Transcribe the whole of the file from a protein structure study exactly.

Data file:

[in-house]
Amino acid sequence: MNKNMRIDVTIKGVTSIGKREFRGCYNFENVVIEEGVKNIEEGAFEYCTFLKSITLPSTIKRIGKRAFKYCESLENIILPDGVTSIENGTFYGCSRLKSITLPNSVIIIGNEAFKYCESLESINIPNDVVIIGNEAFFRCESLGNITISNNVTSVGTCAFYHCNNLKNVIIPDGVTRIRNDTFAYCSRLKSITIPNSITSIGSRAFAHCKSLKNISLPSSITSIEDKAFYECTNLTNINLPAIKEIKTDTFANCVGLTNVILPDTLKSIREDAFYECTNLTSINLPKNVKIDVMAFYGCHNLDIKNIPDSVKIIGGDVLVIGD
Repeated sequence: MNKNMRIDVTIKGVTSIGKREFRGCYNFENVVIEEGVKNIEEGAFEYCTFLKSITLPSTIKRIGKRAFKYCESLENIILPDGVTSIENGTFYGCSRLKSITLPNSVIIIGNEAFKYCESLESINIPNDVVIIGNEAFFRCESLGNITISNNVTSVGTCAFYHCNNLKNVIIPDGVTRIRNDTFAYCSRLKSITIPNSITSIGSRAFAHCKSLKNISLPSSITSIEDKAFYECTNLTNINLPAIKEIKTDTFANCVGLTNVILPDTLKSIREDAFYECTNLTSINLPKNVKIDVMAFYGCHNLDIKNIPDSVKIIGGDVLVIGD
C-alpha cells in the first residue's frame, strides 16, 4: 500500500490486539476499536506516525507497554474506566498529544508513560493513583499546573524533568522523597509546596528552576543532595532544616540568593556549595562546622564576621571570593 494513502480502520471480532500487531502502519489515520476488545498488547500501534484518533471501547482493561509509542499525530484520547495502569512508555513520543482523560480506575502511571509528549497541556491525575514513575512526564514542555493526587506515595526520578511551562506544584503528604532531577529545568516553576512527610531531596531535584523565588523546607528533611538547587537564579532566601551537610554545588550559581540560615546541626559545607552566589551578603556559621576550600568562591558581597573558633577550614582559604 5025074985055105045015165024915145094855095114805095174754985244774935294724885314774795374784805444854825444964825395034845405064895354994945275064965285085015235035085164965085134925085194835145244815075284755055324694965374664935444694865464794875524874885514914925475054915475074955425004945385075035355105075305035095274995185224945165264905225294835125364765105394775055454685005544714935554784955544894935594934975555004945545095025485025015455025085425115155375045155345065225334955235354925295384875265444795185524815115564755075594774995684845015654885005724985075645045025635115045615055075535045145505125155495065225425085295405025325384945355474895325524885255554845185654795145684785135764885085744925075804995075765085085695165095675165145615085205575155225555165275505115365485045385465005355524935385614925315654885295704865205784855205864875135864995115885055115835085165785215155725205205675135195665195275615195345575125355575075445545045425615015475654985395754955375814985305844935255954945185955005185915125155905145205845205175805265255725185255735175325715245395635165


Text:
[in-house]
Amino acid sequence: MNKNMRIDVTIKGVTSIGKREFRGCYNFENVVIEEGVKNIEEGAFEYCTFLKSITLPSTIKRIGKRAFKYCESLENIILPDGVTSIENGTFYGCSRLKSITLPNSVIIIGNEAFKYCESLESINIPNDVVIIGNEAFFRCESLGNITISNNVTSVGTCAFYHCNNLKNVIIPDGVTRIRNDTFAYCSRLKSITIPNSITSIGSRAFAHCKSLKNISLPSSITSIEDKAFYECTNLTNINLPAIKEIKTDTFANCVGLTNVILPDTLKSIREDAFYECTNLTSINLPKNVKIDVMAFYGCHNLDIKNIPDSVKIIGGDVLVIGD
Repeated sequence: MNKNMRIDVTIKGVTSIGKREFRGCYNFENVVIEEGVKNIEEGAFEYCTFLKSITLPSTIKRIGKRAFKYCESLENIILPDGVTSIENGTFYGCSRLKSITLPNSVIIIGNEAFKYCESLESINIPNDVVIIGNEAFFRCESLGNITISNNVTSVGTCAFYHCNNLKNVIIPDGVTRIRNDTFAYCSRLKSITIPNSITSIGSRAFAHCKSLKNISLPSSITSIEDKAFYECTNLTNINLPAIKEIKTDTFANCVGLTNVILPDTLKSIREDAFYECTNLTSINLPKNVKIDVMAFYGCHNLDIKNIPDSVKIIGGDVLVIGD
C-alpha cells in the first residue's frame, strides 16, 4: 500500500490486539476499536506516525507497554474506566498529544508513560493513583499546573524533568522523597509546596528552576543532595532544616540568593556549595562546622564576621571570593 494513502480502520471480532500487531502502519489515520476488545498488547500501534484518533471501547482493561509509542499525530484520547495502569512508555513520543482523560480506575502511571509528549497541556491525575514513575512526564514542555493526587506515595526520578511551562506544584503528604532531577529545568516553576512527610531531596531535584523565588523546607528533611538547587537564579532566601551537610554545588550559581540560615546541626559545607552566589551578603556559621576550600568562591558581597573558633577550614582559604 5025074985055105045015165024915145094855095114805095174754985244774935294724885314774795374784805444854825444964825395034845405064895354994945275064965285085015235035085164965085134925085194835145244815075284755055324694965374664935444694865464794875524874885514914925475054915475074955425004945385075035355105075305035095274995185224945165264905225294835125364765105394775055454685005544714935554784955544894935594934975555004945545095025485025015455025085425115155375045155345065225334955235354925295384875265444795185524815115564755075594774995684845015654885005724985075645045025635115045615055075535045145505125155495065225425085295405025325384945355474895325524885255554845185654795145684785135764885085744925075804995075765085085695165095675165145615085205575155225555165275505115365485045385465005355524935385614925315654885295704865205784855205864875135864995115885055115835085165785215155725205205675135195665195275615195345575125355575075445545045425615015475654985395754955375814985305844935255954945185955005185915125155905145205845205175805265255725185255735175325715245395635165